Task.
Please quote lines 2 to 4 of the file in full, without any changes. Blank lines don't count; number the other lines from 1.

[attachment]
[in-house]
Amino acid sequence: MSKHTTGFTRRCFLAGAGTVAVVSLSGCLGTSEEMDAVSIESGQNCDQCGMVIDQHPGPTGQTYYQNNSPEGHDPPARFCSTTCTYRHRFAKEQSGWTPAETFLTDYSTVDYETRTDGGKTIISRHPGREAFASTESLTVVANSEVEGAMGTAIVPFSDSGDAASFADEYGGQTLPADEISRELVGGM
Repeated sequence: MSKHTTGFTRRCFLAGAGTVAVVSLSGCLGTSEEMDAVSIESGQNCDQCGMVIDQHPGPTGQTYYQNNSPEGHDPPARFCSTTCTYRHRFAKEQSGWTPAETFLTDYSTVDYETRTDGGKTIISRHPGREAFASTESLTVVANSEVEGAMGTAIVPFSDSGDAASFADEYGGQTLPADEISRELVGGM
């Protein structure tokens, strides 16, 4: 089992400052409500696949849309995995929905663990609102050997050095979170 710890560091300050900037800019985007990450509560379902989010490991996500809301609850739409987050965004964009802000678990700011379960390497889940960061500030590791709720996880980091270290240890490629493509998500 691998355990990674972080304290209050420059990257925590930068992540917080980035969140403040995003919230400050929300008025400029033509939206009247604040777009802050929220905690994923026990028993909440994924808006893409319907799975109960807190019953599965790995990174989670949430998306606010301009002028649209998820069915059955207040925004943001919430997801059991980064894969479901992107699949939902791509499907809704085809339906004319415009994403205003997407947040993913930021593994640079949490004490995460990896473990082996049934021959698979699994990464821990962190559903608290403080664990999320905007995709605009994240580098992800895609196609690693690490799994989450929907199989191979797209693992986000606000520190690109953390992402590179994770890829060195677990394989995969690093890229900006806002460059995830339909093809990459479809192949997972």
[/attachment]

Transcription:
Amino acid sequence: MSKHTTGFTRRCFLAGAGTVAVVSLSGCLGTSEEMDAVSIESGQNCDQCGMVIDQHPGPTGQTYYQNNSPEGHDPPARFCSTTCTYRHRFAKEQSGWTPAETFLTDYSTVDYETRTDGGKTIISRHPGREAFASTESLTVVANSEVEGAMGTAIVPFSDSGDAASFADEYGGQTLPADEISRELVGGM
Repeated sequence: MSKHTTGFTRRCFLAGAGTVAVVSLSGCLGTSEEMDAVSIESGQNCDQCGMVIDQHPGPTGQTYYQNNSPEGHDPPARFCSTTCTYRHRFAKEQSGWTPAETFLTDYSTVDYETRTDGGKTIISRHPGREAFASTESLTVVANSEVEGAMGTAIVPFSDSGDAASFADEYGGQTLPADEISRELVGGM
């Protein structure tokens, strides 16, 4: 089992400052409500696949849309995995929905663990609102050997050095979170 710890560091300050900037800019985007990450509560379902989010490991996500809301609850739409987050965004964009802000678990700011379960390497889940960061500030590791709720996880980091270290240890490629493509998500 691998355990990674972080304290209050420059990257925590930068992540917080980035969140403040995003919230400050929300008025400029033509939206009247604040777009802050929220905690994923026990028993909440994924808006893409319907799975109960807190019953599965790995990174989670949430998306606010301009002028649209998820069915059955207040925004943001919430997801059991980064894969479901992107699949939902791509499907809704085809339906004319415009994403205003997407947040993913930021593994640079949490004490995460990896473990082996049934021959698979699994990464821990962190559903608290403080664990999320905007995709605009994240580098992800895609196609690693690490799994989450929907199989191979797209693992986000606000520190690109953390992402590179994770890829060195677990394989995969690093890229900006806002460059995830339909093809990459479809192949997972």